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Jason DeRusha Turns Neglected Yard Spot Into A Salsa Garden

MINNEAPOLIS (WCCO) -- Like many Minnesotans, I had that one spot in my yard that was a mess -- right by the deck in the backyard.

It was covered with weeds and overgrown grass.

"It's like a lot of homes, the landscape got let go, it's a weedy area and underutilized," said Patrick Warden, head of Bachman's landscape services.

I asked Warden about installing a garden, and at first thought I wanted to plant vegetables in the entire space. Warden said I was being too ambitious, and instead designed two raised garden beds.

"It's the perfect size for a garden," he said.

We've tried to start a garden in that space before, but we didn't prepare the soil correctly, and we tried to plant too much.

"The soil and the space makes a very big difference," said Karen Bachman Thull, director of marketing and corporate communications for Bachman's Floral, Gift and Garden.

Bachman's is known for its retail stores, but according to Thull the company has a 70-year history of garden design.

"Here we have raised garden beds, which gives you the parameters to plant correctly," she said.

It's called "square foot gardening." According to Thull and Warden, it's great for new gardeners or people without a ton of space. And the clean lines do match nicely if you have straight edging or contemporary-styled landscaping.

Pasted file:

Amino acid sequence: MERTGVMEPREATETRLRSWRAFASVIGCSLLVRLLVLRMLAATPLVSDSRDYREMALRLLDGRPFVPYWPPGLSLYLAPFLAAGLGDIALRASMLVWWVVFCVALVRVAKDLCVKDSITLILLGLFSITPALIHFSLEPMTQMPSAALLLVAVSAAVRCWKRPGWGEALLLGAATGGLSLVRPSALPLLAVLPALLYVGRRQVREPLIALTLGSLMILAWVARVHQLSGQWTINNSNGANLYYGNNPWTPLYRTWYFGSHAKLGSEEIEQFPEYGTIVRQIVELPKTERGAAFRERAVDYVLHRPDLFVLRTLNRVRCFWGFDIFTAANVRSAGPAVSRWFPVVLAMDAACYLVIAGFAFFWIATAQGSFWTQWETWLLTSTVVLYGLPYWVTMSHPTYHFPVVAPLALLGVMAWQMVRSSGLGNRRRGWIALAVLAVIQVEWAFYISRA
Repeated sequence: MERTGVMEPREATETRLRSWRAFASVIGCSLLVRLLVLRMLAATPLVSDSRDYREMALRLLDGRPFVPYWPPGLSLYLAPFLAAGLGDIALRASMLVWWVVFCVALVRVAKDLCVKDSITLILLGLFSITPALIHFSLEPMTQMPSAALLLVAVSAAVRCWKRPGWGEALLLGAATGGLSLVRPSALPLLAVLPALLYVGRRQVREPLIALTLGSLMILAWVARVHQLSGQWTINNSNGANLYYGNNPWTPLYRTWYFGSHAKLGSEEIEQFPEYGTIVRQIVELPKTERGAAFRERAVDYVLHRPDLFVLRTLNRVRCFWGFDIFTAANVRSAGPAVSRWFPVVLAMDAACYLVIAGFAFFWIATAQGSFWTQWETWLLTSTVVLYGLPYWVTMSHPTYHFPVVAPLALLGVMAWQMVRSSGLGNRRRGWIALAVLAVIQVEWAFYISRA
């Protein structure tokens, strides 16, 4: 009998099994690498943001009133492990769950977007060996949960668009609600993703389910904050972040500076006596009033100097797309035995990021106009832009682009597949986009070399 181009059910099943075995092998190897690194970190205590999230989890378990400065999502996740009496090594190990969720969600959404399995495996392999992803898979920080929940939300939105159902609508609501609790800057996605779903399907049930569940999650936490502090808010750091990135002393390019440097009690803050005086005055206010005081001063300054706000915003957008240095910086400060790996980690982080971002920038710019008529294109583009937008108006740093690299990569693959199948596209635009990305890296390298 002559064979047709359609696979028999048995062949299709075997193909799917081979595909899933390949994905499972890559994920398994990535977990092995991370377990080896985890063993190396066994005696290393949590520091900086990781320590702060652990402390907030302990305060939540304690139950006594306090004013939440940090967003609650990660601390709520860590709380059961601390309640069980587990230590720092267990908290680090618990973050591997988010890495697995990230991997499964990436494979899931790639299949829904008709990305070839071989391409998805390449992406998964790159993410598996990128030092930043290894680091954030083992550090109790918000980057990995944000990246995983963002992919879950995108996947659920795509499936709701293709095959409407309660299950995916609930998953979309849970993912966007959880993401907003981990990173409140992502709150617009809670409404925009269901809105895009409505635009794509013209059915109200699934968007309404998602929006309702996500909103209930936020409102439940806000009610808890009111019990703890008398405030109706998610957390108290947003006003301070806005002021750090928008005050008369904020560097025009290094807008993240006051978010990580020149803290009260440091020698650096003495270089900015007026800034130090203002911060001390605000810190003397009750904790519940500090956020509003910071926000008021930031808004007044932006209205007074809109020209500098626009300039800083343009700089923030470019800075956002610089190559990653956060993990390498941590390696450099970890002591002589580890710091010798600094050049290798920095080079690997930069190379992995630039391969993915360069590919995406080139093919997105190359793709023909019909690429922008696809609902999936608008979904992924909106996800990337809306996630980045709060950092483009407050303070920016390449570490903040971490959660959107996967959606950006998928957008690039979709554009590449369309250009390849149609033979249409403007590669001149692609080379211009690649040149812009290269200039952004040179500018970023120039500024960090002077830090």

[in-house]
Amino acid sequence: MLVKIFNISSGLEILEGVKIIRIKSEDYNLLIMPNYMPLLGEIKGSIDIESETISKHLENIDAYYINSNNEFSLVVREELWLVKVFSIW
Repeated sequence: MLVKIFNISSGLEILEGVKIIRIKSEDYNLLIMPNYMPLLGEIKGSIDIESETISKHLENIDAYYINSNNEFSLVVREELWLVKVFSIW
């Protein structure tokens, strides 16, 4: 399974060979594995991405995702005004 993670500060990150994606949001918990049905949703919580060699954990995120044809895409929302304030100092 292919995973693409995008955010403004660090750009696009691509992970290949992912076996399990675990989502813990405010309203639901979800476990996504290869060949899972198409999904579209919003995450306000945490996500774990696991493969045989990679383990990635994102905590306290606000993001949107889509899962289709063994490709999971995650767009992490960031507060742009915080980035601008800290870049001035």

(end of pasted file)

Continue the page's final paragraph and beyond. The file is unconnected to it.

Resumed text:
"It keeps it in the same parameters, and then fills it up densely with vegetables, so there is no chance for weeds to grow," Warden said.

The theme here is salsa garden: Bachman's planted tomatoes, peppers, jalepenos, and cilantro, along with strawberries, eggplant, and two columnar apple trees.

You can still start a garden in mid-summer, and you get the advantage of using plants that have been growing in a greenhouse, giving you a head start.

Thull pointed out that prospective gardeners should not be afraid to ask for help. Depending on your budget, you could hire a coach to talk through ideas, a designer to fully plan, or a whole crew to install.

"They think they should know what they're doing," Thull said. "A lot of times with new homeowners they inherit a little bit of a mess."

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